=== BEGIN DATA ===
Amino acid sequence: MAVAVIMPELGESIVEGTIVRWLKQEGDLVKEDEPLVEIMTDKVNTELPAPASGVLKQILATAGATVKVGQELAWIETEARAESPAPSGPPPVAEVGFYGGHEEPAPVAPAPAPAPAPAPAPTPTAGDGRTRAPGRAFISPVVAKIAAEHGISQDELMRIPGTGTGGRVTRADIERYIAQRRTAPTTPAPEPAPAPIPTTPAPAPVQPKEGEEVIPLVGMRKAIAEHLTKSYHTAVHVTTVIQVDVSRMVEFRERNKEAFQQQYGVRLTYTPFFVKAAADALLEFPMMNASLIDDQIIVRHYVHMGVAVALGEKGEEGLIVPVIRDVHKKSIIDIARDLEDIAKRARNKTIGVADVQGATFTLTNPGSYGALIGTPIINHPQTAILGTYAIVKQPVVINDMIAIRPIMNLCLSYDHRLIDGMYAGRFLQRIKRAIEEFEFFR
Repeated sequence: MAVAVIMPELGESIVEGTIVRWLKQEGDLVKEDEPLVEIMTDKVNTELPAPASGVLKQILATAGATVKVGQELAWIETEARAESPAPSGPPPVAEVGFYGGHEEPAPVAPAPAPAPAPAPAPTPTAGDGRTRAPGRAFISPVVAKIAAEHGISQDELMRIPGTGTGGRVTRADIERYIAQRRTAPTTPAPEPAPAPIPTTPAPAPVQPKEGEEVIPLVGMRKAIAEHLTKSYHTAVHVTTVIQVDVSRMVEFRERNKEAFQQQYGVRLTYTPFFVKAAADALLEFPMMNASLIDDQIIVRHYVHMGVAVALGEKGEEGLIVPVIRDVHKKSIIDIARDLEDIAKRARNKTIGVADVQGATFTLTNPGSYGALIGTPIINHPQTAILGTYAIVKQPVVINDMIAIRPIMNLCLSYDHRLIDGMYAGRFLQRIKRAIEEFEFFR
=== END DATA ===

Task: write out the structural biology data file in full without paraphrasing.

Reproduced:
Amino acid sequence: MAVAVIMPELGESIVEGTIVRWLKQEGDLVKEDEPLVEIMTDKVNTELPAPASGVLKQILATAGATVKVGQELAWIETEARAESPAPSGPPPVAEVGFYGGHEEPAPVAPAPAPAPAPAPAPTPTAGDGRTRAPGRAFISPVVAKIAAEHGISQDELMRIPGTGTGGRVTRADIERYIAQRRTAPTTPAPEPAPAPIPTTPAPAPVQPKEGEEVIPLVGMRKAIAEHLTKSYHTAVHVTTVIQVDVSRMVEFRERNKEAFQQQYGVRLTYTPFFVKAAADALLEFPMMNASLIDDQIIVRHYVHMGVAVALGEKGEEGLIVPVIRDVHKKSIIDIARDLEDIAKRARNKTIGVADVQGATFTLTNPGSYGALIGTPIINHPQTAILGTYAIVKQPVVINDMIAIRPIMNLCLSYDHRLIDGMYAGRFLQRIKRAIEEFEFFR
Repeated sequence: MAVAVIMPELGESIVEGTIVRWLKQEGDLVKEDEPLVEIMTDKVNTELPAPASGVLKQILATAGATVKVGQELAWIETEARAESPAPSGPPPVAEVGFYGGHEEPAPVAPAPAPAPAPAPAPTPTAGDGRTRAPGRAFISPVVAKIAAEHGISQDELMRIPGTGTGGRVTRADIERYIAQRRTAPTTPAPEPAPAPIPTTPAPAPVQPKEGEEVIPLVGMRKAIAEHLTKSYHTAVHVTTVIQVDVSRMVEFRERNKEAFQQQYGVRLTYTPFFVKAAADALLEFPMMNASLIDDQIIVRHYVHMGVAVALGEKGEEGLIVPVIRDVHKKSIIDIARDLEDIAKRARNKTIGVADVQGATFTLTNPGSYGALIGTPIINHPQTAILGTYAIVKQPVVINDMIAIRPIMNLCLSYDHRLIDGMYAGRFLQRIKRAIEEFEFFR